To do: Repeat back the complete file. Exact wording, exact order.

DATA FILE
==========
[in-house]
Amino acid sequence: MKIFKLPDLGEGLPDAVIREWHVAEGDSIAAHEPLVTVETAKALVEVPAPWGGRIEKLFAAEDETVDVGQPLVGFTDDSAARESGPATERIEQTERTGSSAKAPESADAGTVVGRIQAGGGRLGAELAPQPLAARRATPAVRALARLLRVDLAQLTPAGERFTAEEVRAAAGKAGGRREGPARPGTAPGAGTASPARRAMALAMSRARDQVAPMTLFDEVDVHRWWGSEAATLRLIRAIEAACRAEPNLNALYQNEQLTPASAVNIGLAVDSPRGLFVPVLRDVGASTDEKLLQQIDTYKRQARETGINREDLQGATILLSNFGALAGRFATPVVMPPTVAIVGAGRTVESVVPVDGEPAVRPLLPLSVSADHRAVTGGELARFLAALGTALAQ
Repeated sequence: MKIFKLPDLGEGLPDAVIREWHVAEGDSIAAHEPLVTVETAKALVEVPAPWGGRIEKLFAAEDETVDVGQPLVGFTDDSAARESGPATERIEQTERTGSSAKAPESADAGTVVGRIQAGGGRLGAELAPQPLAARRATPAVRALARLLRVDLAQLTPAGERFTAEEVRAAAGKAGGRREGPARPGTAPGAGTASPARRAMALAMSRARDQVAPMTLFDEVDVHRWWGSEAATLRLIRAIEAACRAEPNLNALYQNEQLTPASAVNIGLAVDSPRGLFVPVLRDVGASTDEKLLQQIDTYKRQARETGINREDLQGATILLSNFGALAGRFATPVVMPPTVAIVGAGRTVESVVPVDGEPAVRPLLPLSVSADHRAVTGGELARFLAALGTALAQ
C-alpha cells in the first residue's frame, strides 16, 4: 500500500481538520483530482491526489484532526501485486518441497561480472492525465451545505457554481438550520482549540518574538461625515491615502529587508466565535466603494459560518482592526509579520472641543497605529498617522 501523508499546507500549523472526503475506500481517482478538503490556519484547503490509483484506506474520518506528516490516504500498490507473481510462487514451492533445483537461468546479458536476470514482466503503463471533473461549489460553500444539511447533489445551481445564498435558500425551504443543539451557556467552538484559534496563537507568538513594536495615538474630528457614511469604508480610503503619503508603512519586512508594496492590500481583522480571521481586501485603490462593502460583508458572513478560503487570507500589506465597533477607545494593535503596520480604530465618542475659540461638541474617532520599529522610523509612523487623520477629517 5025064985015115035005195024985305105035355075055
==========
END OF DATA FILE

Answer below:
[in-house]
Amino acid sequence: MKIFKLPDLGEGLPDAVIREWHVAEGDSIAAHEPLVTVETAKALVEVPAPWGGRIEKLFAAEDETVDVGQPLVGFTDDSAARESGPATERIEQTERTGSSAKAPESADAGTVVGRIQAGGGRLGAELAPQPLAARRATPAVRALARLLRVDLAQLTPAGERFTAEEVRAAAGKAGGRREGPARPGTAPGAGTASPARRAMALAMSRARDQVAPMTLFDEVDVHRWWGSEAATLRLIRAIEAACRAEPNLNALYQNEQLTPASAVNIGLAVDSPRGLFVPVLRDVGASTDEKLLQQIDTYKRQARETGINREDLQGATILLSNFGALAGRFATPVVMPPTVAIVGAGRTVESVVPVDGEPAVRPLLPLSVSADHRAVTGGELARFLAALGTALAQ
Repeated sequence: MKIFKLPDLGEGLPDAVIREWHVAEGDSIAAHEPLVTVETAKALVEVPAPWGGRIEKLFAAEDETVDVGQPLVGFTDDSAARESGPATERIEQTERTGSSAKAPESADAGTVVGRIQAGGGRLGAELAPQPLAARRATPAVRALARLLRVDLAQLTPAGERFTAEEVRAAAGKAGGRREGPARPGTAPGAGTASPARRAMALAMSRARDQVAPMTLFDEVDVHRWWGSEAATLRLIRAIEAACRAEPNLNALYQNEQLTPASAVNIGLAVDSPRGLFVPVLRDVGASTDEKLLQQIDTYKRQARETGINREDLQGATILLSNFGALAGRFATPVVMPPTVAIVGAGRTVESVVPVDGEPAVRPLLPLSVSADHRAVTGGELARFLAALGTALAQ
C-alpha cells in the first residue's frame, strides 16, 4: 500500500481538520483530482491526489484532526501485486518441497561480472492525465451545505457554481438550520482549540518574538461625515491615502529587508466565535466603494459560518482592526509579520472641543497605529498617522 501523508499546507500549523472526503475506500481517482478538503490556519484547503490509483484506506474520518506528516490516504500498490507473481510462487514451492533445483537461468546479458536476470514482466503503463471533473461549489460553500444539511447533489445551481445564498435558500425551504443543539451557556467552538484559534496563537507568538513594536495615538474630528457614511469604508480610503503619503508603512519586512508594496492590500481583522480571521481586501485603490462593502460583508458572513478560503487570507500589506465597533477607545494593535503596520480604530465618542475659540461638541474617532520599529522610523509612523487623520477629517 5025064985015115035005195024985305105035355075055